At the time of your divorce, you and your former spouse put together a child custody agreement that has worked and satisfied you both for the most part. Now you want to modify that agreement. Do you have a valid reason? What will the court decide?
You and the other parent have adhered to the child custody agreement you put in place as part of your divorce proceeding four years ago. However, you have taken on different work responsibilities. Your new schedule conflicts with the current visitation schedule, which prompted the modification request. Also, if management is happy with the way you perform your new tasks, your boss may recommend you for a new position with better pay—but it would mean a move out of state, which would disrupt the visitation schedule altogether.
The court's view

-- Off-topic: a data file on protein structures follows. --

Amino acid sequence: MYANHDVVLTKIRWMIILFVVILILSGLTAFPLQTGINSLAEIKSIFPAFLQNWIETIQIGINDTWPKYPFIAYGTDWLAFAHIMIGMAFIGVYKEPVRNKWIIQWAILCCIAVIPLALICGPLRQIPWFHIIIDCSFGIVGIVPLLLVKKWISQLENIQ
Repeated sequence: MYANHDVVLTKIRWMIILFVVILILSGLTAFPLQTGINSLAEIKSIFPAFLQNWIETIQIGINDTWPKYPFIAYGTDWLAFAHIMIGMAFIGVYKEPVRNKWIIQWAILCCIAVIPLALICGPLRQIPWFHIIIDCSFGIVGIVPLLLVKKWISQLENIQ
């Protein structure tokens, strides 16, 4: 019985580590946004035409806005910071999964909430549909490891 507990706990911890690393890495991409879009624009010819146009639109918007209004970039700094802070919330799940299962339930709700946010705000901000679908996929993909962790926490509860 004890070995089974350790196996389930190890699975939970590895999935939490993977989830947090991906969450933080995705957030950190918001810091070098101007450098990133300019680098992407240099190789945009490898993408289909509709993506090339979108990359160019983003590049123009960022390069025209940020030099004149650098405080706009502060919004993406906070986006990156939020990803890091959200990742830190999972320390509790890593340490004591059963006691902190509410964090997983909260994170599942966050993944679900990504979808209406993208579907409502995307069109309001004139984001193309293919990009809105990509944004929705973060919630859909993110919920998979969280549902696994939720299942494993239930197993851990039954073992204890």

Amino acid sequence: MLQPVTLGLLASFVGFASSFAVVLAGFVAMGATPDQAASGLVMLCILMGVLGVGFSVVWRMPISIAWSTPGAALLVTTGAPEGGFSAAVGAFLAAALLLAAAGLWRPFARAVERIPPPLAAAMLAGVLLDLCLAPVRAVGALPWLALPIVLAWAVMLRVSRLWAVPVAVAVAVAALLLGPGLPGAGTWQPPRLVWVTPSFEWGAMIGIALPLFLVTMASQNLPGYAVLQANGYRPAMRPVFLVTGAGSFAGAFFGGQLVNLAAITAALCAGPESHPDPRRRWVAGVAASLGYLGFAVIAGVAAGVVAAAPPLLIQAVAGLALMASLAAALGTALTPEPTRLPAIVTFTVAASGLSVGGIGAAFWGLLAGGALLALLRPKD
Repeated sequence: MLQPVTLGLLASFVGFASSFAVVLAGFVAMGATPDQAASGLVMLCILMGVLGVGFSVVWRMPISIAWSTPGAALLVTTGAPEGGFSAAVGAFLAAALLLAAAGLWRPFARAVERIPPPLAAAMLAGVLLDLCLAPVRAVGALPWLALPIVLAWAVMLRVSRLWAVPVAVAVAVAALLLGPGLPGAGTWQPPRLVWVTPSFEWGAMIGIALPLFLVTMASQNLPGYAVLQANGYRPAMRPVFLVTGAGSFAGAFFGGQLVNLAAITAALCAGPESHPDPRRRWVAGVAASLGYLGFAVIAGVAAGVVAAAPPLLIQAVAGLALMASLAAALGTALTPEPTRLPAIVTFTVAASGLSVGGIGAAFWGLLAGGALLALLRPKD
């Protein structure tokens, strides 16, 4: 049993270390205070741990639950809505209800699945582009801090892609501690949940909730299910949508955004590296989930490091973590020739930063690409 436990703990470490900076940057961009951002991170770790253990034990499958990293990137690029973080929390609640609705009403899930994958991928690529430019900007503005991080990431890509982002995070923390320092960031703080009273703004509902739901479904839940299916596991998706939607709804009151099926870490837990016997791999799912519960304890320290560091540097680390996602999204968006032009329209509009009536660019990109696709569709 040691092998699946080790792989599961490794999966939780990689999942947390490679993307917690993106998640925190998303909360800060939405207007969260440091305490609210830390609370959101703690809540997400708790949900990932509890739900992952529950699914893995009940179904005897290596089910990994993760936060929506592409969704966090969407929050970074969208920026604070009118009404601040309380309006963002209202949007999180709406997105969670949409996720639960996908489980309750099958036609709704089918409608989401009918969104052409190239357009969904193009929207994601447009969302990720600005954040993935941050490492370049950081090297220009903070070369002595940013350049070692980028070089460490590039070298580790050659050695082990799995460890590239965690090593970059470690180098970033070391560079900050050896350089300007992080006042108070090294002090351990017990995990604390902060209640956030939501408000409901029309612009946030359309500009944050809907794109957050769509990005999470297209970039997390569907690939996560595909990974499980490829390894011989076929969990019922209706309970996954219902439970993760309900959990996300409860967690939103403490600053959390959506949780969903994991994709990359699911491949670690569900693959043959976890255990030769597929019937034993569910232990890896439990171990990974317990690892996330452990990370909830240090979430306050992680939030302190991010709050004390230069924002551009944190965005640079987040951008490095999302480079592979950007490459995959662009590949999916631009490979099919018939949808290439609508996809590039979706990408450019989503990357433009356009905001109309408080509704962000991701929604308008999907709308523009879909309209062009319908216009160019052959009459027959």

The court is unlikely to modify a child custody agreement unless there has been a substantial change in the life of one of those involved, or if the wellbeing or safety of the child is compromised in some way. The court will always weigh the best interests of the child in making a decision. The judge may not agree that adjusting the current visitation schedule requires the modification of your agreement. However, if you receive a new job out of state, the matter of relocation and the effect on your child would be significant. At that time, a return to court would be in order.
Working it out
When changes happen and you think about modifying your child custody agreement, you should first try to work the situation out with the other parent. If the current plan is working on most fronts, perhaps you can compromise on the area that needs adjustment. If you do go to court, remember that the judge will always prioritize the need a child has for stability and for frequent contact with both parents. Those considerations should always be at the forefront of your mind as well.